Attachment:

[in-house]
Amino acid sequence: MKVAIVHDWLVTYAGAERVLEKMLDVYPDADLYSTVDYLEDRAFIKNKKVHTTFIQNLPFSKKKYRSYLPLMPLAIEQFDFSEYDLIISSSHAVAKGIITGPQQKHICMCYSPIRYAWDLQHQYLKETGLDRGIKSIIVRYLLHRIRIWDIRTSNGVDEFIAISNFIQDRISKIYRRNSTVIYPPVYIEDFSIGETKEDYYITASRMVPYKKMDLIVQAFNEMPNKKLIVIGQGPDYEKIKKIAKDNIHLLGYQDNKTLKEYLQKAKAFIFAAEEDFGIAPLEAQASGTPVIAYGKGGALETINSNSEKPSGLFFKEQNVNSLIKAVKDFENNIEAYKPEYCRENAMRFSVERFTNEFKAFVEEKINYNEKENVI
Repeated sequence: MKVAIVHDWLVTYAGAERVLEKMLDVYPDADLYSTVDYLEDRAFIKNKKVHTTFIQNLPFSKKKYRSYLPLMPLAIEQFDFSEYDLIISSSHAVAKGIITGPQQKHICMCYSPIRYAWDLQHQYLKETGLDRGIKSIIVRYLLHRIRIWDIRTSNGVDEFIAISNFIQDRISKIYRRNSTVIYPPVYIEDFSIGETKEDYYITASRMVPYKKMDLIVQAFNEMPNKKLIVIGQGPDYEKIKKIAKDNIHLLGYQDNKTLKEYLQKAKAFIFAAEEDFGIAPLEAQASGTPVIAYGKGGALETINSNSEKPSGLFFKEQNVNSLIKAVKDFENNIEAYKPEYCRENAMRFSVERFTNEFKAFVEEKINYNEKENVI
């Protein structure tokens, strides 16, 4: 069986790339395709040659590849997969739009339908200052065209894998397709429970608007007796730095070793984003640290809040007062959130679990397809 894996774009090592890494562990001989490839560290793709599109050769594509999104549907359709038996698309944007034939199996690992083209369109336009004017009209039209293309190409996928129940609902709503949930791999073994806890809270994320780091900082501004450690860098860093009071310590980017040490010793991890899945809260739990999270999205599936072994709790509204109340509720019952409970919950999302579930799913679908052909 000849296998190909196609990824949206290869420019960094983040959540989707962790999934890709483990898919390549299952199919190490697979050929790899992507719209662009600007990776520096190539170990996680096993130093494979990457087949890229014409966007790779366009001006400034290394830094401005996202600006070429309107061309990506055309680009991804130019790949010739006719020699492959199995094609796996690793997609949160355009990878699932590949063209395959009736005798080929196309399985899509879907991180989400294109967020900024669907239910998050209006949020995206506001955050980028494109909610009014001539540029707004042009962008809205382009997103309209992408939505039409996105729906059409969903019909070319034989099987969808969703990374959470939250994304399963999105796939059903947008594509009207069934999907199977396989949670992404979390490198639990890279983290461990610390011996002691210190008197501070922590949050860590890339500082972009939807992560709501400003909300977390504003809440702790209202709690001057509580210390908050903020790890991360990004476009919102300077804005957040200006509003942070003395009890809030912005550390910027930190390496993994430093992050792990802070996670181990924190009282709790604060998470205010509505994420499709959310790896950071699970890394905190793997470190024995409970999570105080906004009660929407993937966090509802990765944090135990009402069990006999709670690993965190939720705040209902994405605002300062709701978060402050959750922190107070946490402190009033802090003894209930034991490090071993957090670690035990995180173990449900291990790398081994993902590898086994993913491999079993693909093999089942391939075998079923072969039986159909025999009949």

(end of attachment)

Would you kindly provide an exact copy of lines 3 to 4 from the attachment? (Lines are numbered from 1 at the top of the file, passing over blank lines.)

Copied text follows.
Repeated sequence: MKVAIVHDWLVTYAGAERVLEKMLDVYPDADLYSTVDYLEDRAFIKNKKVHTTFIQNLPFSKKKYRSYLPLMPLAIEQFDFSEYDLIISSSHAVAKGIITGPQQKHICMCYSPIRYAWDLQHQYLKETGLDRGIKSIIVRYLLHRIRIWDIRTSNGVDEFIAISNFIQDRISKIYRRNSTVIYPPVYIEDFSIGETKEDYYITASRMVPYKKMDLIVQAFNEMPNKKLIVIGQGPDYEKIKKIAKDNIHLLGYQDNKTLKEYLQKAKAFIFAAEEDFGIAPLEAQASGTPVIAYGKGGALETINSNSEKPSGLFFKEQNVNSLIKAVKDFENNIEAYKPEYCRENAMRFSVERFTNEFKAFVEEKINYNEKENVI
């Protein structure tokens, strides 16, 4: 069986790339395709040659590849997969739009339908200052065209894998397709429970608007007796730095070793984003640290809040007062959130679990397809 894996774009090592890494562990001989490839560290793709599109050769594509999104549907359709038996698309944007034939199996690992083209369109336009004017009209039209293309190409996928129940609902709503949930791999073994806890809270994320780091900082501004450690860098860093009071310590980017040490010793991890899945809260739990999270999205599936072994709790509204109340509720019952409970919950999302579930799913679908052909 000849296998190909196609990824949206290869420019960094983040959540989707962790999934890709483990898919390549299952199919190490697979050929790899992507719209662009600007990776520096190539170990996680096993130093494979990457087949890229014409966007790779366009001006400034290394830094401005996202600006070429309107061309990506055309680009991804130019790949010739006719020699492959199995094609796996690793997609949160355009990878699932590949063209395959009736005798080929196309399985899509879907991180989400294109967020900024669907239910998050209006949020995206506001955050980028494109909610009014001539540029707004042009962008809205382009997103309209992408939505039409996105729906059409969903019909070319034989099987969808969703990374959470939250994304399963999105796939059903947008594509009207069934999907199977396989949670992404979390490198639990890279983290461990610390011996002691210190008197501070922590949050860590890339500082972009939807992560709501400003909300977390504003809440702790209202709690001057509580210390908050903020790890991360990004476009919102300077804005957040200006509003942070003395009890809030912005550390910027930190390496993994430093992050792990802070996670181990924190009282709790604060998470205010509505994420499709959310790896950071699970890394905190793997470190024995409970999570105080906004009660929407993937966090509802990765944090135990009402069990006999709670690993965190939720705040209902994405605002300062709701978060402050959750922190107070946490402190009033802090003894209930034991490090071993957090670690035990995180173990449900291990790398081994993902590898086994993913491999079993693909093999089942391939075998079923072969039986159909025999009949």